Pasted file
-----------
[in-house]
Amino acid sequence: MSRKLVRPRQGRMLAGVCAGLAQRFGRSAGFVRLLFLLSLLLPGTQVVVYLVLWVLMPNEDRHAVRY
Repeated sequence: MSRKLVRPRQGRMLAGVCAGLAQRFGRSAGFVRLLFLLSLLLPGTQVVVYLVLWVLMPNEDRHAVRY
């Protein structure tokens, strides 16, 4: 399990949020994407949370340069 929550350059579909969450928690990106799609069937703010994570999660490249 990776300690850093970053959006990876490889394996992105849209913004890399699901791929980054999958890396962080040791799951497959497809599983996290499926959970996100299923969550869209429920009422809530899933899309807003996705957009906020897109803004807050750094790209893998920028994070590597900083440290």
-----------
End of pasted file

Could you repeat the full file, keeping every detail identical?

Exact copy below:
[in-house]
Amino acid sequence: MSRKLVRPRQGRMLAGVCAGLAQRFGRSAGFVRLLFLLSLLLPGTQVVVYLVLWVLMPNEDRHAVRY
Repeated sequence: MSRKLVRPRQGRMLAGVCAGLAQRFGRSAGFVRLLFLLSLLLPGTQVVVYLVLWVLMPNEDRHAVRY
């Protein structure tokens, strides 16, 4: 399990949020994407949370340069 929550350059579909969450928690990106799609069937703010994570999660490249 990776300690850093970053959006990876490889394996992105849209913004890399699901791929980054999958890396962080040791799951497959497809599983996290499926959970996100299923969550869209429920009422809530899933899309807003996705957009906020897109803004807050750094790209893998920028994070590597900083440290």